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Fergal McCann

8 August 2013
OCCASIONAL PAPER SERIES - No. 151
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Abstract
This report analyses and reviews the corporate finance structure of non-financial corporations (NFCs) in the euro area, including how they interact with the macroeconomic environment. Special emphasis is placed on the crisis that began in 2007-08, thus underlining the relevance of financing and credit conditions to investment and economic activity in turbulent times. When approaching such a broad topic, a number of key questions arise. How did the corporate sector
JEL Code
E0 : Macroeconomics and Monetary Economics→General
E5 : Macroeconomics and Monetary Economics→Monetary Policy, Central Banking, and the Supply of Money and Credit
13 February 2017
WORKING PAPER SERIES - No. 36
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Abstract
We provide a micro-empirical link between the large literature on credit and house prices and the burgeoning literature on macroprudential policy. Using loan-level data on Irish mortgages originated between 2003 and 2010, we construct a measure of credit availability which varies at the borrower level as a function of income, wealth, age, interest rates and prevailing market conditions around Loan to Value ratios (LTV), Loan to Income ratios (LTI) and monthly Debt Service Ratios (DSR). We deploy a property-level house price model which shows that a ten per cent increase in credit available leads to an 1.5 per cent increase in the value of property purchased. Coefficients from this model are then used to fit values under scenarios of macroprudential restrictions on LTV, LTI and DSR on credit availability and house prices in Ireland for 2003 and 2006. Our results suggest that macroprudential limits would have had substantial impacts on house prices, and that both the level at which they are set and the timing of their introduction is a crucial determinant of their impact on housing values.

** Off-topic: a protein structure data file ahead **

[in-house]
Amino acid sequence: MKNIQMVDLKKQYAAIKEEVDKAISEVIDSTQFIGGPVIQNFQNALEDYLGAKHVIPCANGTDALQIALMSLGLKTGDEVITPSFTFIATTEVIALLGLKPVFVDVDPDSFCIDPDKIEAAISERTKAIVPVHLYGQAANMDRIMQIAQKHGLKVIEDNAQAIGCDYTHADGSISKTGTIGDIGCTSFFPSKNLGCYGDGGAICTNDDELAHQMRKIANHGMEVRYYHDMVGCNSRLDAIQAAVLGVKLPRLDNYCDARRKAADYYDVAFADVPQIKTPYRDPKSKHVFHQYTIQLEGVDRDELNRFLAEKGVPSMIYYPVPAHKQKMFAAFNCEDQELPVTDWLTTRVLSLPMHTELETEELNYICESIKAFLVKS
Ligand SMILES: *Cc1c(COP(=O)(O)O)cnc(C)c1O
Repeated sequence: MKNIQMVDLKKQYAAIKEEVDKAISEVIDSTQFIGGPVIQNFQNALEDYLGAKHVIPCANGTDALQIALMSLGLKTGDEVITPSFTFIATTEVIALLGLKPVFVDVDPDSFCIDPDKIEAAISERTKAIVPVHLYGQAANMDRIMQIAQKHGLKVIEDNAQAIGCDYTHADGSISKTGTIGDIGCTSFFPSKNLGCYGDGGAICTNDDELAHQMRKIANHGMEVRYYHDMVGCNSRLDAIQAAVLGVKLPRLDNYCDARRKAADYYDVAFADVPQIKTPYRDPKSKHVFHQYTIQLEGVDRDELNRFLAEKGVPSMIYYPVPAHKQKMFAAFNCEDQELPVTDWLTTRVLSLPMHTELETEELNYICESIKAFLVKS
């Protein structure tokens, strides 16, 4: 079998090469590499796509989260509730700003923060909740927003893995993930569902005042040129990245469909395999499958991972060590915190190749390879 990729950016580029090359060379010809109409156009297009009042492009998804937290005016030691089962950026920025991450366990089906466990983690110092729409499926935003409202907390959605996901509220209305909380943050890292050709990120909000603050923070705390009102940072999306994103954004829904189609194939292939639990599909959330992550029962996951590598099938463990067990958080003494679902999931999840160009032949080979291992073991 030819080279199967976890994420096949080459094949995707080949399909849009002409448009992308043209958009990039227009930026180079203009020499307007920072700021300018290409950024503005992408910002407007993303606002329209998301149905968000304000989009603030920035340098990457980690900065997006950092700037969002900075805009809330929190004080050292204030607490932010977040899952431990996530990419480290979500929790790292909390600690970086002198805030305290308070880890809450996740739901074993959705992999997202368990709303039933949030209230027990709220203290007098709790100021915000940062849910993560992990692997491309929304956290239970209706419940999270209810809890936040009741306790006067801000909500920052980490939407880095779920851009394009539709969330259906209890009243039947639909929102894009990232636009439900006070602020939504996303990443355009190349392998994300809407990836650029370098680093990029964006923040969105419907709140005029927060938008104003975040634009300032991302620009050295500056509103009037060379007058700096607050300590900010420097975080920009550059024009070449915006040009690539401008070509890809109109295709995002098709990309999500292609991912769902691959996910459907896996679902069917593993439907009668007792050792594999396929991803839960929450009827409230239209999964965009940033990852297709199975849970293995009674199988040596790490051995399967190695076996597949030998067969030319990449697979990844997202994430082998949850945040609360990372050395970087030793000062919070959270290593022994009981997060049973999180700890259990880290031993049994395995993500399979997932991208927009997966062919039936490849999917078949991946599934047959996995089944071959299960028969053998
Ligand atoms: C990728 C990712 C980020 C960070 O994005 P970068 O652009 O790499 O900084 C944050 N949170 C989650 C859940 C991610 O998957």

JEL Code
E58 : Macroeconomics and Monetary Economics→Monetary Policy, Central Banking, and the Supply of Money and Credit→Central Banks and Their Policies
G28 : Financial Economics→Financial Institutions and Services→Government Policy and Regulation
G21 : Financial Economics→Financial Institutions and Services→Banks, Depository Institutions, Micro Finance Institutions, Mortgages
R31 : Urban, Rural, Regional, Real Estate, and Transportation Economics→Real Estate Markets, Spatial Production Analysis, and Firm Location→Housing Supply and Markets
4 August 2017
WORKING PAPER SERIES - No. 2092
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Abstract